In the context of the administration’s plans to reduce the workforce, freeze salaries and slow down step increases, the prospect of cash awards is unlikely to make federal employment attractive for top performers or those with high demand skills. They can command fully competitive salaries and the promise of a positive work experience. And the awards are certainly not going to help with recruiting top talent.

If the goal is “maximizing employee performance,” as stated in the workforce section of the budget documents, focusing on already highly valuable employees or the small number of poor performers is not the best strategy. That implicitly ignores what might be three quarters or more of the workforce. Further, selecting only a few for special awards—especially if the selections appear to be biased or discriminatory—could backfire and adversely impact performance.

No other employer would even consider a similar strategy. Of course no other employer is constrained by policies and practices that are a century old.   

It would be far more productive to invest in the executives and managers responsible for day to day operations. They are the keys to improved performance. They need the skills to engage and challenge their people. They also need to be accountable and rewarded for achieving or exceeding planned results.

OPM should take the lead in providing thought leadership and the people management policies and systems agencies and their managers need. However, the website information on performance management does not reflect best practice thinking. The tool to help agencies assess their practices, the Human Capital Framework (HCF) Diagnostic Tool, is focused on administration, not the management or improvement of performance. It includes 12 questions asking for yes or no responses. The first four, abridged slightly, are:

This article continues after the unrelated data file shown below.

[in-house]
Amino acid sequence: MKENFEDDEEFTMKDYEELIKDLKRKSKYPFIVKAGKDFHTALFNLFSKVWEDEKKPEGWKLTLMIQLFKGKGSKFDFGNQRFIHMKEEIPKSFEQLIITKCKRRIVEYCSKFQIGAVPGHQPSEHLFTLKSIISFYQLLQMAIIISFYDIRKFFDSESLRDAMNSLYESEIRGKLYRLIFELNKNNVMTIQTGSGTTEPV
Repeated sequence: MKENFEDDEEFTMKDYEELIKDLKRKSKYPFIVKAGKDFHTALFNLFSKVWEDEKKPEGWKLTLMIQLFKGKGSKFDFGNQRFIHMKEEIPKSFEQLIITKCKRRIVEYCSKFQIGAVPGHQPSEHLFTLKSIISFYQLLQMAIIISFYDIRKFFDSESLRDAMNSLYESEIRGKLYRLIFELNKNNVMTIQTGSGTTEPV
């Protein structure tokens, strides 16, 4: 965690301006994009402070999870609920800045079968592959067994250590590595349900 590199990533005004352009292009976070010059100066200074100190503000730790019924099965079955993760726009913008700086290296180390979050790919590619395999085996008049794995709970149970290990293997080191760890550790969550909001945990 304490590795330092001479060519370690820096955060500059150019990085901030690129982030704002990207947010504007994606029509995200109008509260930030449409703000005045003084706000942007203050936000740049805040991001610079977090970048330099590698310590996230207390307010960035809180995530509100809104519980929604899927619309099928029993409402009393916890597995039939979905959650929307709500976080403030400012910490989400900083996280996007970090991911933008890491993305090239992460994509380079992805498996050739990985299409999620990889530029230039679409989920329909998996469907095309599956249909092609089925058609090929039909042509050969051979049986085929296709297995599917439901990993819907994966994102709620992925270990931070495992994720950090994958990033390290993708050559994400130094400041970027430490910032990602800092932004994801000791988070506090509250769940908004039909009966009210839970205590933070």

1. The organization’s performance appraisal systems are effectively and efficiently designed, implemented and evaluated.
  2. Managers and supervisors are given time for and are held accountable for their exercise of supervisory responsibilities.
  3. The performance management system motivates employees to focus their work effort.
  4. Executives, managers, and supervisors receive training on appraisal and awards systems.

The questions read as if they were written a decade or more ago. Most striking is the silence on issues like the effectiveness of managers, the importance of performance planning, the use of metrics, the validity of ratings or the consequences linked to ratings.

At some point agencies need to get serious about improving performance. The management practices proven to contribute to better performance are well documented. The research is solid—well managed organizations in every sector are more successful. The only real barrier is the political commitment.

As a suggestion, OPM should take each human capital practices and decide if it reflects the best practice, and if it fails that test, decide how to upgrade it

OPM should be providing best practice advice to agencies. That includes advice on proposals that could trigger adverse consequences. The website should advocate proven best practices. Hopefully, the incoming OPM Director will use his broad knowledge of the field to initiate needed changes.

Howard Risher is a consultant focusing on pay and performance. In 1990, he managed the project that led to the passage of the Federal Employees Pay Comparability Act and the transition to locality pay. Howard has worked with a variety of federal and state agencies, the United Nations and OECD. He earned his bachelor’s degree from Penn State and an MBA and Ph.D. in business from the Wharton School, University of Pennsylvania. He is the co-author of the new book It's Time for High-Performance Government: Winning Strategies to Engage and Energize the Public Sector Workforce (2016), with Bill Wilder.